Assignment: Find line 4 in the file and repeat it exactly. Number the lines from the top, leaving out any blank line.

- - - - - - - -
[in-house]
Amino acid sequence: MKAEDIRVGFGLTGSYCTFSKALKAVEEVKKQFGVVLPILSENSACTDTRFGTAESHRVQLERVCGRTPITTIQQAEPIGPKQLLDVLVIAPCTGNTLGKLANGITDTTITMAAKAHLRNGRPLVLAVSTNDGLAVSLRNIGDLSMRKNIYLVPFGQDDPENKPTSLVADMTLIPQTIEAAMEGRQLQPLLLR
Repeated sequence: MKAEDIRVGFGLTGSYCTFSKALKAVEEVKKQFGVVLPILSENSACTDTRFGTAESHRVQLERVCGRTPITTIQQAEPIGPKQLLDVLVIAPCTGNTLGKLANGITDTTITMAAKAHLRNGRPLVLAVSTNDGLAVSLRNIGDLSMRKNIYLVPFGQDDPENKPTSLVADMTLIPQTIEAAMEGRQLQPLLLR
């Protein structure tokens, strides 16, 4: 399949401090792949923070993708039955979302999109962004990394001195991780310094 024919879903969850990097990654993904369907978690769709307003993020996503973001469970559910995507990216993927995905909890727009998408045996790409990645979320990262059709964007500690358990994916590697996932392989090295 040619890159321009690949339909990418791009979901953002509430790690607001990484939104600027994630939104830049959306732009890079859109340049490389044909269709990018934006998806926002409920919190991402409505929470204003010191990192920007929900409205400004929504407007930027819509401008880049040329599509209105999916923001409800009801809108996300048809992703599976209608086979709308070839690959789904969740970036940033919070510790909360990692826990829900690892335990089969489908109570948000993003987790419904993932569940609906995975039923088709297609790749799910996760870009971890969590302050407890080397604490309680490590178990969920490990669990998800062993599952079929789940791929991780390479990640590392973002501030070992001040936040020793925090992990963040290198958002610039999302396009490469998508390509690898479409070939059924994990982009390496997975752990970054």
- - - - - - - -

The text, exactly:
């Protein structure tokens, strides 16, 4: 399949401090792949923070993708039955979302999109962004990394001195991780310094 024919879903969850990097990654993904369907978690769709307003993020996503973001469970559910995507990216993927995905909890727009998408045996790409990645979320990262059709964007500690358990994916590697996932392989090295 040619890159321009690949339909990418791009979901953002509430790690607001990484939104600027994630939104830049959306732009890079859109340049490389044909269709990018934006998806926002409920919190991402409505929470204003010191990192920007929900409205400004929504407007930027819509401008880049040329599509209105999916923001409800009801809108996300048809992703599976209608086979709308070839690959789904969740970036940033919070510790909360990692826990829900690892335990089969489908109570948000993003987790419904993932569940609906995975039923088709297609790749799910996760870009971890969590302050407890080397604490309680490590178990969920490990669990998800062993599952079929789940791929991780390479990640590392973002501030070992001040936040020793925090992990963040290198958002610039999302396009490469998508390509690898479409070939059924994990982009390496997975752990970054």